Belfast Telegraph

'My newborn baby will die, but I hope it can save others'

Mum says she's determined to give birth and donate organs

By Nevin Farrell

A brave mother has told how she and her husband are planning to allow their unborn baby - diagnosed with a severe life-limiting abnormality - to be born so they can donate its organs to other sick infants.

Eilisha and Dermot McGill say they are also determined to give a parents' love to their baby, no matter how short their time together.

Elisha is currently 18 weeks pregnant but the couple, from Aghadowey near Coleraine, have been told by medics that when the baby is born it might only live for minutes.

They were also told that in the UK the vast majority of parents of babies also diagnosed with the rare condition anencephaly - meaning the foetus is growing inside the womb without part of its skull - opt to take the heartbreaking decision to terminate the pregancy.

However, the McGills decided 30-year-old Elisha should carry their child through to 36 weeks when it can be delivered earlier than the full-term, and they hope to be able to donate vital organs.

Elisha, a facilities manager with Sodexo, and 36-year-old Dermot, a fabricator/welder who also restores old rally cars, have two young sons - Ollie (22 months) and Bobby (9 months).

She is currently off on maternity leave to try to give "Baby McGill" as good a chance of surviving to 36 weeks.

"We are hoping for the best, our aim is to keep the baby safe and get to 36 weeks," Elisha said.

She said babies with anencephaly often died during birth, and if they lived it is only for a few hours.

"We hope to be able to cuddle our baby and love it until it passes away naturally and hopefully let parts of him or her live on in other babies," said Elisha.

Medics have told her that if the baby was taken to term it will die during birth, and if it lives it would only be for a few hours. Elisha said her own research showed that the longest a baby in the world had lived with the condition was nine months.

The couple received news of the diagnosis during a scan last month.

Elisha said the baby has started kicking inside the womb in recent days and added: "I am feeling OK and we are remaining positive that I can carry the baby to 36 weeks because then its heart valves can be donated. If the baby doesn't make it to the 36 weeks then it is unable to donate them, so we are taking every day as it comes."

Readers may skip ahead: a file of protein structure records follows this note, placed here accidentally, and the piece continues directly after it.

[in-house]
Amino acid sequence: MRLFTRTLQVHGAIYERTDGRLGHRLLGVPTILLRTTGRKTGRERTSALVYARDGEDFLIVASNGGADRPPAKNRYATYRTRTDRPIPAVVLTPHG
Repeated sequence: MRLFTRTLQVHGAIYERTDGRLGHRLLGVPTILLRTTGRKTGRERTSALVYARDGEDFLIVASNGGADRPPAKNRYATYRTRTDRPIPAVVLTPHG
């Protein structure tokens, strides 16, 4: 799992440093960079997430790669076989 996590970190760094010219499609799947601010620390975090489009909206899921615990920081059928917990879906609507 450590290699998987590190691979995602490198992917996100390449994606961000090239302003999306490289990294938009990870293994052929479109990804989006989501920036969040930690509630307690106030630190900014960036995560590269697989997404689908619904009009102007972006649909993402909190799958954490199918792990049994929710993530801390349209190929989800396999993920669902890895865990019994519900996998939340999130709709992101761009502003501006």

The McGills are striving to raise awareness of the condition and have set up a Facebook site called 'Anencephaly Follow Our Journey From Start Lets Get More Support Out There', and by yesterday it had almost 1,000 likes.

They are posting regular bulletins on the progress of Baby McGill and their campaign.

And they also hope to set up a support group to raise awareness of the condition across Ireland in conjunction with spina bifida charity Shine. Funds raised on a justgiving page will go to that. She said : "Baby McGill truly is a little fighter, heart beating strong, has gotten so big and has started giving little kicks to mammy which is honestly the best feeling in the world.

"We're now at the 18-week stage which means halfway through for us as the latest plan is to deliver baby at 36 weeks around the start of May. It's very emotional as we are so proud that our baby is fighting away, but at the same time we are 18 weeks closer to 'hello', which means 'goodbye' isn't far away and the unknown is very scary.

"But we remain positive and we know that our little baby will make us so proud in what they are going to achieve and how they will help other babies and families.

"We are hoping that in the next few weeks we will know the sex of our baby and can't wait to tell the world their name."

And she added: "We want our wee baby who has no chance of life to give a life to others.

"I've asked for a Caesarian section as I want every possible chance to hold my wee baby for as long as it lives. It could be seconds, minutes, hours or days."

  • To donate to Elisha and Dermot McGill's anencephaly support group, working with Shine, log on to www.justgiving.com/the-mcgills or text anen90 and the amount you wish to give to 70070.

Background

Anencephaly is an abnormal development of the brain and skull which occurs during the first weeks of pregnancy. The upper part of the brain and its protective skull cap are missing and the lower part of the brain and the base of the skull are not properly formed. It is always a fatal condition. Anencephaly is due to failure of the basic part of the brain to form during the first 24 days after conception. It occurs in about one in a thousand pregnancies. Anencephaly may be detected as early as 12 weeks into the pregnancy. Anencephaly is totally untreatable. Most babies are stillborn or die soon after birth.

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